Direct from the Pharmacist Crowd: What do you see as the major benefits to people receiving flu shots at their local pharmacy?
Pharmacists play an important role in our overall health, especially during flu season. Meijer, a chain of Midwest retail stores, anticipates its pharmacists will administer 40% more flu shots this season than last. Why, due to the convenience of walk-in pharmacy services. To highlight the role of the pharmacist, InCrowd asked 150 retail pharmacists a series of questions regarding the 2013-2014 flu season.
Question #1: Why don’t people get flu shots?
Question #2: What do you see as the major benefits to people receiving flu shots at their local pharmacy?
The benefits identified by the surveyed pharmacists fit nicely under the umbrella of convenience and could very easily play a role in more people getting their flu shots at retail pharmacies.
- 90% of surveyed pharmacists identified convenience as main benefit of getting flu shot at a retail pharmacy
- Easy access, offered at many pharmacies and stores 78/150
- No appointment needed 33/150
- Fast with minimal wait time 24/150
Next question Direct from the Pharmacist Crowd: What do you see as the major drawbacks to people receiving flu shots at their local pharmacy?
Interested in gathering similar market intelligence with pharmacists? Drop us a line, we have Crowds of US and international based pharmacists working in both the retail and hospital setting. These pharmacists are pre-screened and have opted-in to answer questions in real time.
Direct from the Pharmacist Crowd: Why people don’t get flu shots
According to the US Department of Health and Human Services flu season begins in fall and peaks around January and February. Being mid October we’re just ramping up for the 2013-2014 flu season.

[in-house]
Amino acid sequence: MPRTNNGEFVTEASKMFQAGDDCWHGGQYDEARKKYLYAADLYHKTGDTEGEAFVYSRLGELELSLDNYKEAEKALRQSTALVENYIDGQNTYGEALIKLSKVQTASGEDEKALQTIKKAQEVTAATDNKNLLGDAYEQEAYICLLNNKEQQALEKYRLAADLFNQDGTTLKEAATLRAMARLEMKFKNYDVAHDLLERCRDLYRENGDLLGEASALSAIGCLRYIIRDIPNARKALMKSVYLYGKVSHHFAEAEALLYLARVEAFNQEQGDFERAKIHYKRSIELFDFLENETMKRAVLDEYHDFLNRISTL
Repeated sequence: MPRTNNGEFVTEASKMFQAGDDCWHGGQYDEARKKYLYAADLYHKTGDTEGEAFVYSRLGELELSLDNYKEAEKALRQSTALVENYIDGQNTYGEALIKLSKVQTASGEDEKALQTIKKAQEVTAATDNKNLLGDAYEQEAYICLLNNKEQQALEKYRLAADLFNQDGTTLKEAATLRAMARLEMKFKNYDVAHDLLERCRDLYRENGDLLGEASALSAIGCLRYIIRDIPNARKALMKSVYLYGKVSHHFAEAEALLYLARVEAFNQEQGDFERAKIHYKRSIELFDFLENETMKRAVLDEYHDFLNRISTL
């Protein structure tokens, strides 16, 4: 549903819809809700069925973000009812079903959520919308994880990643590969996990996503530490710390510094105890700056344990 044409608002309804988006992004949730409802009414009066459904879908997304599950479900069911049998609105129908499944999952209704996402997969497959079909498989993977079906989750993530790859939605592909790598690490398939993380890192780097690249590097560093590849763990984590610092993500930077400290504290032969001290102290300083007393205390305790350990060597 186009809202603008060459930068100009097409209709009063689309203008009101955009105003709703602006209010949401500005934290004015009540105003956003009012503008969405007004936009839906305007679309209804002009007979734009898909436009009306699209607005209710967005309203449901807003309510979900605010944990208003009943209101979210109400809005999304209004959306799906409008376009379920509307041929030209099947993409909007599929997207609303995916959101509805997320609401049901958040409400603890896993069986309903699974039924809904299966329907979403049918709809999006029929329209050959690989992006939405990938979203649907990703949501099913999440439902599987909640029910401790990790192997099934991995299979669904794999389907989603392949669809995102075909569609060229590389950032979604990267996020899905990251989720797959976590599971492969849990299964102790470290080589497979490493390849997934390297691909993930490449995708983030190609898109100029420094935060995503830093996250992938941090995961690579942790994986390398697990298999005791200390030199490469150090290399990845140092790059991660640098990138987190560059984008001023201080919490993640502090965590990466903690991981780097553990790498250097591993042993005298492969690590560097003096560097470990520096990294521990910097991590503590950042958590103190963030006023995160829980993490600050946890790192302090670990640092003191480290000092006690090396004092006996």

How can you and your family stay healthy during flu season? The Center for Disease Control (CDC) tells us getting a flu shot is your best option for preventing the flu. They recommends flu shots for everyone 6 months and older and tells us the flu vaccine reduces your odds of getting the flu by 70% to 90%.
InCrowd asked 150 retail based pharmacists from across the United States a series of questions related to the 2013-2014 flu season. The first question that came to our mind… why don’t people get flu shots?
According the pharmacists we surveyed, there are three main reasons people don’t get flu shots:
Reason #1: Believe the flu shot will give them the flu and make them sick: 82/150, 54.7%
Reason #2: No need for a flu shot, never get sick: 32/150, 21.3%
Reason #3: Fear and misconceptions around the benefits of the flu shot: 23/150, 15.4%
Next question Direct from the Pharmacist Crowd: What do you see as the major benefits to people receiving flu shots at their local pharmacy?
Interested in getting market feedback from pharmacists? Drop us a line, we have Crowds of US and international based pharmacists working in both the retail and hospital setting. These pharmacists are pre-screened and have opted-in to answer questions in real time.
Do-it-yourself (DIY) is certainly a buzzword; you find it associated with everything from home improvement to dog training. I recently stumbled across 30 Awesome DIY Ideas and was truly impressed with some of the ideas. But this explosion in all things DIY begs the question… is DIY appropriate in all settings?
At InCrowd we’re champions of DIY and think in the B2B space DIY does add value. What about the healthcare space? InCrowd is B2B in the healthcare and pharmaceutical industries, does DIY work there as well? Healthcare is notoriously slow to adopt new trends and for good reason, but does DIY have a role on the consumer side of healthcare?
Here are 5 interesting articles exploring DIY in the consumer health space. Have a read and I’ll meet you at the bottom of the list.
While each article offers a slightly different look at DIY healthcare one thing is clear to me – the empowered health consumer is driving this change. As people continue to assume more responsibility for their own health care DIY is a natural evolution in the process. Health consumers want to save money, receive care on their schedule and access information when it works for them. DIY can facilitate patient empowerment and compliment traditional healthcare.
What do you think? Do you see a fit for DIY in healthcare? Would you participate in any of the programs mentioned in these articles?